After 14 years of housing the county’s homeless population, the Harold J. Rust Transitional Center will be receiving some much needed upgrades.
Beginning on June 6, the center will close in order for workers to rehab the center’s facilities.
“The past 14 years, the center has been nonstop full and it’s time to make it better,” Salvation Army Major Rick Ray said Friday during a tour of the shelter. “It’s time to step up our game, so we can treat the people with more dignity and respect because this is their home. It’s just time to update it.”
Along with changes to the center’s interior, changes to the center’s programing and policies will occur after the center reopens.
Currently, the center houses men, women and children, but after the remodel, the shelter will no longer take in single men — to help keep safety a primary goal. Kim Ray said finding housing options for the men will be a challenge the Salvation Army and the city will have to look at in the future.
“That’s the next piece of the puzzle we are working on. That’s something that’s going to require a little more support from the community as we look at how housing works and keeping people safe,” Salvation Army RangerKim Ray said. “It’s a change. Unfortunately, it’s not the best change for them — it will be in the long run, but change is always hard. It’s something they’ve been preparing for.”
Salvation Army Major and Tri-County Coordinator Jesse Collins estimated that a new single men’s shelter area at the Rust Shelter would cost an additional $200,000.
“We have an option to do another renovation. It would require the city of Pekin and donors to be able to increase our annual giving by about $200,000 for us to address the men’s needs. Right now, it’s a safety issue and a financial issue for the Pekin Salvation Army,” Collins said.
Collins also estimated that on an average night 10-15 men use the center’s facilities, but said that the Salvation Army will provide bus rides for men to its Peoria facilities.
“Right now, we are in conversation with the city and we are going to make it a conversation in the community because with federal and state changes it has impacted the Salvation Army across the country and it has impacted Pekin,” Collins said.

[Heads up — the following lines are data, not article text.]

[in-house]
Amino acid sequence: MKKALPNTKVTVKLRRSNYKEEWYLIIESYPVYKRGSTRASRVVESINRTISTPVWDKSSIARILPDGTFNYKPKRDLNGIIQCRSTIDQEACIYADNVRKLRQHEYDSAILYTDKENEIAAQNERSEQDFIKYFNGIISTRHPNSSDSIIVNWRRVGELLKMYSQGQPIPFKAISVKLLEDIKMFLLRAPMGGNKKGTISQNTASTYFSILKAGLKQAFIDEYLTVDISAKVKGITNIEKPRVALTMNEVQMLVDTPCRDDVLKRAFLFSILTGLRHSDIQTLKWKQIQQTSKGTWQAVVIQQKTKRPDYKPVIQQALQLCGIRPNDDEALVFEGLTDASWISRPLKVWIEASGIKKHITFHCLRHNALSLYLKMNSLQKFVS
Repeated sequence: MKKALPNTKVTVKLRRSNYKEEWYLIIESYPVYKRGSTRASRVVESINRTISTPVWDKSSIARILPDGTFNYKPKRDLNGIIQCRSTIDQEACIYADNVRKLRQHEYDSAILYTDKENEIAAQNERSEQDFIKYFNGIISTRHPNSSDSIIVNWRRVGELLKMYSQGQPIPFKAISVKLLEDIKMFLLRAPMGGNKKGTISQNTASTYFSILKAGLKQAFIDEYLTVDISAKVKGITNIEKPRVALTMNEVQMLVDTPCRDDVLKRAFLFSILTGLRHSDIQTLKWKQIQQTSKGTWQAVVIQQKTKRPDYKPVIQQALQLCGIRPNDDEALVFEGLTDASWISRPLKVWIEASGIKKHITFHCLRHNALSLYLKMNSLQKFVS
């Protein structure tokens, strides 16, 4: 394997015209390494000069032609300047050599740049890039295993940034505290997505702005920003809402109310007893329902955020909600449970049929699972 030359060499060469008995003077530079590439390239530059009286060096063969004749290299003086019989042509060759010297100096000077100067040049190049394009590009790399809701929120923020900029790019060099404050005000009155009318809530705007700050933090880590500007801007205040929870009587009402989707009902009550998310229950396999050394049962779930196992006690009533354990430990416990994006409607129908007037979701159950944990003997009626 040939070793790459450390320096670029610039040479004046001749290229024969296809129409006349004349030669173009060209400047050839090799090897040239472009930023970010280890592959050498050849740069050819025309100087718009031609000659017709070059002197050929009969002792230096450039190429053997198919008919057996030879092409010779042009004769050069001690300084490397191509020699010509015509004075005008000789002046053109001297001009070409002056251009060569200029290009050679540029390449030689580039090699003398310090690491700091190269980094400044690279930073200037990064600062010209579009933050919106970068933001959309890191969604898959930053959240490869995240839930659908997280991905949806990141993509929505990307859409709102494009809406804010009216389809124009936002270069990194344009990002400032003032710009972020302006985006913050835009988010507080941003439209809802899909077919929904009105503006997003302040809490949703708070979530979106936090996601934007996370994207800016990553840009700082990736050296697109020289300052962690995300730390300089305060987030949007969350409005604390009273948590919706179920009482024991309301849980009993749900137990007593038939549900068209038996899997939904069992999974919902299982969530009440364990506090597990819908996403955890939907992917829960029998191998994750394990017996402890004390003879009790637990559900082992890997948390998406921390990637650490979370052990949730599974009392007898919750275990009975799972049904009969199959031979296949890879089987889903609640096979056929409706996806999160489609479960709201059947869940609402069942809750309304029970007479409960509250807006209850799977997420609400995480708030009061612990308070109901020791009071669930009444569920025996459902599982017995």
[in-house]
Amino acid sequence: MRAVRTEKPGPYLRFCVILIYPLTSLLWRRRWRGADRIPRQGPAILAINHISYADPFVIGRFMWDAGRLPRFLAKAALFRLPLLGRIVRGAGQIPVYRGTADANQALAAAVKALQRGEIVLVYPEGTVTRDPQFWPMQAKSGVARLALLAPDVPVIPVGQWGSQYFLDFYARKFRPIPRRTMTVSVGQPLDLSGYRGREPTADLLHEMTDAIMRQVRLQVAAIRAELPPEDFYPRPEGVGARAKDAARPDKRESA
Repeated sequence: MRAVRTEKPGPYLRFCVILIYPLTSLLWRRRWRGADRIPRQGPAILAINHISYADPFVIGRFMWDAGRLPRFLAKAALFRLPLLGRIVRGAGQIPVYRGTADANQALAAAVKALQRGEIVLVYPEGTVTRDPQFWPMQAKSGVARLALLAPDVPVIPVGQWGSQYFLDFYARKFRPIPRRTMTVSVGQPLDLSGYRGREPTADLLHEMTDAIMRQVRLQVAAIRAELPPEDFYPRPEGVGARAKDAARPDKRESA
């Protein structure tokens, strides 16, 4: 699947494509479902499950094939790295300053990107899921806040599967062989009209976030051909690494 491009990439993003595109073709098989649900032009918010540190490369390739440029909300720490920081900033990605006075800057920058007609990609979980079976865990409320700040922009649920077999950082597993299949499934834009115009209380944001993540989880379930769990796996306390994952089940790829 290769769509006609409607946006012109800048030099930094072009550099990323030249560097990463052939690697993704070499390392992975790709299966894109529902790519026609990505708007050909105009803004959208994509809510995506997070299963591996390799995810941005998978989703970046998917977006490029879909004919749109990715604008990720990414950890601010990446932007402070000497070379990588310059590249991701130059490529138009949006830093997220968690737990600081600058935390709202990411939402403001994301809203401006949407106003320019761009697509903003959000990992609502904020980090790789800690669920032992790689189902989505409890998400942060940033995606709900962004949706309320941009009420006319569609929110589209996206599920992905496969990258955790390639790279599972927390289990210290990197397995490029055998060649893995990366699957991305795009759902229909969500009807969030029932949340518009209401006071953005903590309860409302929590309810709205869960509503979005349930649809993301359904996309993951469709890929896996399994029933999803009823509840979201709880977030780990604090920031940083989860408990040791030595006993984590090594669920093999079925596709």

According to Rick Ray, the center will receive upgrades that include new carpet, beds, expanded kitchen and laundry areas, new furniture and new drywall, exhaust vents, and floors in the bathrooms.
“It’s all about giving people more respect by making their home better,” Rick Ray said. “They’ve used it diligently over the years and we just want to make it better for them.”
While undergoing the remodeling work, Salvation Army officials are anticipating the center will temporarily be closed for 90-days.
The center currently houses seven residents, and according to Kim Ray, those residents have been counseled as to their options over the past months and have made choices on where to go during the closure.
“We’ve prepared places in other shelters. We’ve contacted other agencies to be able to help with that kind of thing,” Kim Ray said. “We have to temporarily close in order to update the program and facility and to make it a better place for people as they continue to regain their independence and self sufficiency as they continue on throughout life.”
According to Kim Ray, the center’s rehab will cost $53,000 and the work will come from a variety of volunteer sources.
“It’s really something we were already focusing on because of the fact that the shelter has been operating for 14 years and we’ve never stopped to refurbish anything. It’s really just time for a change of how we do things to line up with the national policies of the Salvation Army,” Kim Ray said. “We are depending a lot on volunteers from the community. They are doing a lot of the tearing out of the floors, the painting and the things that are basic, but the things that need to be done. When we move on to more of the skilled sets, then we will be using contractors and licensed workers.”